In courses that involve group work, this is essential. No one wants to get stuck with a bunch slackers, have to do all the work themselves, and end up with a poor grade to show for it. The quality of the your learning experience is directly related to the attitudes of the people you work with. Working with smart people will facilitate discussion. The best way to understand an idea is talking about it with other intelligent people.
Who you work with also affects your academic reputation. If you associate with students that aren’t interested in learning, teachers and graders will assume you feel the same way. It’s also a great way to connect with people who have similar interests and ambitions.
You’re bound to make lots of friends in college. If you can, try to spend some time with a study buddy who has a high GPA. Your smart friend will be able to help you out when you struggle and may prove to be a good influence should you feel the urge to slack.
Taking part in a study group is one of the best ways to stay on track and raise your GPA. Study groups not only make you accountable, they also force you to become more organized and talk about what you have learned. If you can’t find a study group to join, try forming one yourself.
7. Avoid all-nighters
Generally, having to pull an all-nighter means that you slacked off all semester and need to fit 3 months of learning into one day. If you use a gradual study strategy this will never be necessary. All-nighters don’t work! Yes, it might be possible to get a good grade if the course is easy, but it’s much more likely that your grade will be significantly lower. All-nighters harm performance because they make you tired and stressed. You’ll also forget most of what you learn right after the test, decreasing the practical value of your education.
Although it’s good to spend a fair amount of time studying before a test, it’s just as important to get enough rest. Sleep improves concentration, solidifies what you have learned and improves your ability to organize and recall information. Poor performance in school can often be directly linked to sleep deprivation.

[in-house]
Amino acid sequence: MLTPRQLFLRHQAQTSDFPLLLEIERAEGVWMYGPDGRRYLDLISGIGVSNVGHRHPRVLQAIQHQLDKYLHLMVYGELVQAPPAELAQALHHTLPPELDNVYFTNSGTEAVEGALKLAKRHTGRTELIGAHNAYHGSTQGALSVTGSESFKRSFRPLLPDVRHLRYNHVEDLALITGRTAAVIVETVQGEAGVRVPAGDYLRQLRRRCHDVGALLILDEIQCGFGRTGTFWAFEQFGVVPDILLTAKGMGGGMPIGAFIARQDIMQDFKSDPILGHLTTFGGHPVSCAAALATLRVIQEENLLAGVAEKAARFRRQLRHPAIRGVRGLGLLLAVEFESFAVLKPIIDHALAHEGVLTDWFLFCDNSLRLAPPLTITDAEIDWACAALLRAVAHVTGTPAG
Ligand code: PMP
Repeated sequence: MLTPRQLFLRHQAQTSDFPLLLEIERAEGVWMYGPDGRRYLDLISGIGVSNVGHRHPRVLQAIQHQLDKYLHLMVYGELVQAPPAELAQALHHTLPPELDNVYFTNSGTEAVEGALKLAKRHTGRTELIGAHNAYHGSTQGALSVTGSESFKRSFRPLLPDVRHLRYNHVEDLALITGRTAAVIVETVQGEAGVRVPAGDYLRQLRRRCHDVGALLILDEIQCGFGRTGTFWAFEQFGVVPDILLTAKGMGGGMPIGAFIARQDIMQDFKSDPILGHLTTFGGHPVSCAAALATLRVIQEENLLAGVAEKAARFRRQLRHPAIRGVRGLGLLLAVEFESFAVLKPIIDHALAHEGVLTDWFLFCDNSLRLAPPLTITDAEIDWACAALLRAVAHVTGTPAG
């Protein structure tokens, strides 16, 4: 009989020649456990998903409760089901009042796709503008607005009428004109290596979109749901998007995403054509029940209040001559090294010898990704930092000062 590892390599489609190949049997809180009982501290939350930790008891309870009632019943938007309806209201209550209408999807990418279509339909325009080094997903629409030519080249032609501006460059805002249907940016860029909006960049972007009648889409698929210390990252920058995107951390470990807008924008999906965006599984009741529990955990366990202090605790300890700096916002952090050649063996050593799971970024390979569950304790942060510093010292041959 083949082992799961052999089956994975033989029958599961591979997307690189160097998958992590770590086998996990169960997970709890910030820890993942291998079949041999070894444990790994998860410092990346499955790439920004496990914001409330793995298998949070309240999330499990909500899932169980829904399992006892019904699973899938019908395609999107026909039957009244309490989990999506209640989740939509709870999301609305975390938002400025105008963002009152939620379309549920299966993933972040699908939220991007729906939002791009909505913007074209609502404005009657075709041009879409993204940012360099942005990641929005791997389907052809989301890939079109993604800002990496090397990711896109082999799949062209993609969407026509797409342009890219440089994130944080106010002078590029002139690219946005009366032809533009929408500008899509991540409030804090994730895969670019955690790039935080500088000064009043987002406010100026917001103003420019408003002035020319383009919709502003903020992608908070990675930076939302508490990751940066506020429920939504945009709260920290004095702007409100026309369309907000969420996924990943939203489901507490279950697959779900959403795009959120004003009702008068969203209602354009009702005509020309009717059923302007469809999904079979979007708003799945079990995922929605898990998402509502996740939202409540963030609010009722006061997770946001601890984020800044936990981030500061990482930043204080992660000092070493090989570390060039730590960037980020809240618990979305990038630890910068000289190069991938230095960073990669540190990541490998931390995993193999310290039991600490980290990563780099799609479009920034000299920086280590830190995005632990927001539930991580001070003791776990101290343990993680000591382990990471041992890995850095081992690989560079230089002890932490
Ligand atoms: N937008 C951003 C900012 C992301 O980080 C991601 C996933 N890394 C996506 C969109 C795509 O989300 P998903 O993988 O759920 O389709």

8. Make use of Library
Dorm rooms aren’t the best place to study. It’s way too easy to get distracted by roommates and visitors. Your study time canl be more productive if you use your school’s library or a similar facility. Every time you enter that building, your mind will shift into work mode and stay there until you decide to leave.
You should read everything that is assigned to you and then some. Reading a lot makes you a better thinker, better writer and, most importantly, better student.
Although certain classes are more interesting (and more important) than others, it’s essential that you take every class seriously. If you can maintain a good grade in each class, it will make a huge difference on your overall grade point average.
9. Study Smart
Some professors and schools offer opportunities for extra credit. These opportunities are GPA gold mines; try to take advantage of them. Extra credit can boost your average and enhance your college experience.
Attending class can be a waste of time if you have a long commute or a professor who likes to ramble. For this reason and many more, you may want to consider taking some of your classes online. You’ll get to study the same material and save time in the process.
College exams can have a huge impact on your GPA. To make sure you’re ready on test day, begin studying as soon as you can. Take a little time to review the subject matter each day so you’ll be better prepared than you would be if you waited until the last minute to cram.
10. Set a Goal and Reward Yourself
Good grades are their own reward, but it doesn’t hurt to have a little extra incentive. Try setting a GPA goal and rewarding yourself with something that you really want after you achieve it.
That’s all. Follow these 10 steps and you will see your GPA shoot through the roof. Good luck.